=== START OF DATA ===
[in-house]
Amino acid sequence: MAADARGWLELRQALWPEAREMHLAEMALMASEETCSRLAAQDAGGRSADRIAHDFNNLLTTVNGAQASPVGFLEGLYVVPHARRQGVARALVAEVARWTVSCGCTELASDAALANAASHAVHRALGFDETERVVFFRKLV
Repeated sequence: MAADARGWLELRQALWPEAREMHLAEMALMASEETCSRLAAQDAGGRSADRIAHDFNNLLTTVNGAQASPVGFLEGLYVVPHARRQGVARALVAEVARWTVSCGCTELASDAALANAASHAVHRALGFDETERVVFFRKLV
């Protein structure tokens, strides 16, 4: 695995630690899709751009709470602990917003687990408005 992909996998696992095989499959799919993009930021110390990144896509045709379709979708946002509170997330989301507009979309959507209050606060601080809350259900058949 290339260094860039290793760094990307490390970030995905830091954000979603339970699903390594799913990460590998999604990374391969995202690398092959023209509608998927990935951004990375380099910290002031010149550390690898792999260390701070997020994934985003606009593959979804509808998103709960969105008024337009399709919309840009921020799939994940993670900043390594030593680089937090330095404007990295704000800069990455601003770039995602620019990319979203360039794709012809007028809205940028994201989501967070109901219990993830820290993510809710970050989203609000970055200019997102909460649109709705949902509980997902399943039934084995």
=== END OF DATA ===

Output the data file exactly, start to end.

[in-house]
Amino acid sequence: MAADARGWLELRQALWPEAREMHLAEMALMASEETCSRLAAQDAGGRSADRIAHDFNNLLTTVNGAQASPVGFLEGLYVVPHARRQGVARALVAEVARWTVSCGCTELASDAALANAASHAVHRALGFDETERVVFFRKLV
Repeated sequence: MAADARGWLELRQALWPEAREMHLAEMALMASEETCSRLAAQDAGGRSADRIAHDFNNLLTTVNGAQASPVGFLEGLYVVPHARRQGVARALVAEVARWTVSCGCTELASDAALANAASHAVHRALGFDETERVVFFRKLV
């Protein structure tokens, strides 16, 4: 695995630690899709751009709470602990917003687990408005 992909996998696992095989499959799919993009930021110390990144896509045709379709979708946002509170997330989301507009979309959507209050606060601080809350259900058949 290339260094860039290793760094990307490390970030995905830091954000979603339970699903390594799913990460590998999604990374391969995202690398092959023209509608998927990935951004990375380099910290002031010149550390690898792999260390701070997020994934985003606009593959979804509808998103709960969105008024337009399709919309840009921020799939994940993670900043390594030593680089937090330095404007990295704000800069990455601003770039995602620019990319979203360039794709012809007028809205940028994201989501967070109901219990993830820290993510809710970050989203609000970055200019997102909460649109709705949902509980997902399943039934084995």